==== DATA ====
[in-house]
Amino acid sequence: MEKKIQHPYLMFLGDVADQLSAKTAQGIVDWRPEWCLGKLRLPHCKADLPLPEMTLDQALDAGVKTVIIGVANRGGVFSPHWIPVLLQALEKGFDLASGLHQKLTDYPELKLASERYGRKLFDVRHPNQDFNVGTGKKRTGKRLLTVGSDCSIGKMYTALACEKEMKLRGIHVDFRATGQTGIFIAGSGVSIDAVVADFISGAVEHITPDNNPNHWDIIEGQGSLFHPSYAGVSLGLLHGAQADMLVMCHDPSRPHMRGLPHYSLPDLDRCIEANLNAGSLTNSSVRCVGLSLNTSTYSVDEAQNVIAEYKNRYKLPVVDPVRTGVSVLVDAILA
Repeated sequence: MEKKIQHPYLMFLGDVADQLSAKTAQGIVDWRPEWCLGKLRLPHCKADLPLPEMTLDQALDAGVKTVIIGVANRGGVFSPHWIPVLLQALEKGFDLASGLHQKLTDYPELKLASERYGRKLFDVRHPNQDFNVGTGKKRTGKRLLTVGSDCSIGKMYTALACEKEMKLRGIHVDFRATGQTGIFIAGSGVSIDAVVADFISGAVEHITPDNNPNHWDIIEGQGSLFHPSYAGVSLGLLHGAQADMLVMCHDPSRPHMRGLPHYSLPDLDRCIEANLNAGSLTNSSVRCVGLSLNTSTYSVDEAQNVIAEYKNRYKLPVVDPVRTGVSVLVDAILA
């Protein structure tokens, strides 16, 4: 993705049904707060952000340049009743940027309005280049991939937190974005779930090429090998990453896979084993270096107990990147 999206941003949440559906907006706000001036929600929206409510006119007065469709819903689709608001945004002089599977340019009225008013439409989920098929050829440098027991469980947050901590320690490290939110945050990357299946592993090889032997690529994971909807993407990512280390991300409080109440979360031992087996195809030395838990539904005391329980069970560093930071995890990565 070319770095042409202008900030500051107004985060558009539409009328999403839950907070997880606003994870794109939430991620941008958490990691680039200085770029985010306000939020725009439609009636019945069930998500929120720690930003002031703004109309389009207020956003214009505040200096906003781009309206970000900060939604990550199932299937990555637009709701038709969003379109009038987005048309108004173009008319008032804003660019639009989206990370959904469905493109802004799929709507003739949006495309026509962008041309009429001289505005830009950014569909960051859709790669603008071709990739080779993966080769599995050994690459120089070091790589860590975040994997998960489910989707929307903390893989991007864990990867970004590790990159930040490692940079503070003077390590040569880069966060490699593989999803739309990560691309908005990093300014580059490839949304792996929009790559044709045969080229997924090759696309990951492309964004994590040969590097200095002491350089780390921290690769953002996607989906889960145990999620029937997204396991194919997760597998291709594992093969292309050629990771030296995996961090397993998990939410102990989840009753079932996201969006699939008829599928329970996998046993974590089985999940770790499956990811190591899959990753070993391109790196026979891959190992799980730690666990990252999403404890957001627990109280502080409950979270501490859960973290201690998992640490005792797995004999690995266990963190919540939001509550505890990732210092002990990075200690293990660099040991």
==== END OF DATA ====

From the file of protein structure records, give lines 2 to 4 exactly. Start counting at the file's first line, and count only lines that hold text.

Amino acid sequence: MEKKIQHPYLMFLGDVADQLSAKTAQGIVDWRPEWCLGKLRLPHCKADLPLPEMTLDQALDAGVKTVIIGVANRGGVFSPHWIPVLLQALEKGFDLASGLHQKLTDYPELKLASERYGRKLFDVRHPNQDFNVGTGKKRTGKRLLTVGSDCSIGKMYTALACEKEMKLRGIHVDFRATGQTGIFIAGSGVSIDAVVADFISGAVEHITPDNNPNHWDIIEGQGSLFHPSYAGVSLGLLHGAQADMLVMCHDPSRPHMRGLPHYSLPDLDRCIEANLNAGSLTNSSVRCVGLSLNTSTYSVDEAQNVIAEYKNRYKLPVVDPVRTGVSVLVDAILA
Repeated sequence: MEKKIQHPYLMFLGDVADQLSAKTAQGIVDWRPEWCLGKLRLPHCKADLPLPEMTLDQALDAGVKTVIIGVANRGGVFSPHWIPVLLQALEKGFDLASGLHQKLTDYPELKLASERYGRKLFDVRHPNQDFNVGTGKKRTGKRLLTVGSDCSIGKMYTALACEKEMKLRGIHVDFRATGQTGIFIAGSGVSIDAVVADFISGAVEHITPDNNPNHWDIIEGQGSLFHPSYAGVSLGLLHGAQADMLVMCHDPSRPHMRGLPHYSLPDLDRCIEANLNAGSLTNSSVRCVGLSLNTSTYSVDEAQNVIAEYKNRYKLPVVDPVRTGVSVLVDAILA
């Protein structure tokens, strides 16, 4: 993705049904707060952000340049009743940027309005280049991939937190974005779930090429090998990453896979084993270096107990990147 999206941003949440559906907006706000001036929600929206409510006119007065469709819903689709608001945004002089599977340019009225008013439409989920098929050829440098027991469980947050901590320690490290939110945050990357299946592993090889032997690529994971909807993407990512280390991300409080109440979360031992087996195809030395838990539904005391329980069970560093930071995890990565 070319770095042409202008900030500051107004985060558009539409009328999403839950907070997880606003994870794109939430991620941008958490990691680039200085770029985010306000939020725009439609009636019945069930998500929120720690930003002031703004109309389009207020956003214009505040200096906003781009309206970000900060939604990550199932299937990555637009709701038709969003379109009038987005048309108004173009008319008032804003660019639009989206990370959904469905493109802004799929709507003739949006495309026509962008041309009429001289505005830009950014569909960051859709790669603008071709990739080779993966080769599995050994690459120089070091790589860590975040994997998960489910989707929307903390893989991007864990990867970004590790990159930040490692940079503070003077390590040569880069966060490699593989999803739309990560691309908005990093300014580059490839949304792996929009790559044709045969080229997924090759696309990951492309964004994590040969590097200095002491350089780390921290690769953002996607989906889960145990999620029937997204396991194919997760597998291709594992093969292309050629990771030296995996961090397993998990939410102990989840009753079932996201969006699939008829599928329970996998046993974590089985999940770790499956990811190591899959990753070993391109790196026979891959190992799980730690666990990252999403404890957001627990109280502080409950979270501490859960973290201690998992640490005792797995004999690995266990963190919540939001509550505890990732210092002990990075200690293990660099040991």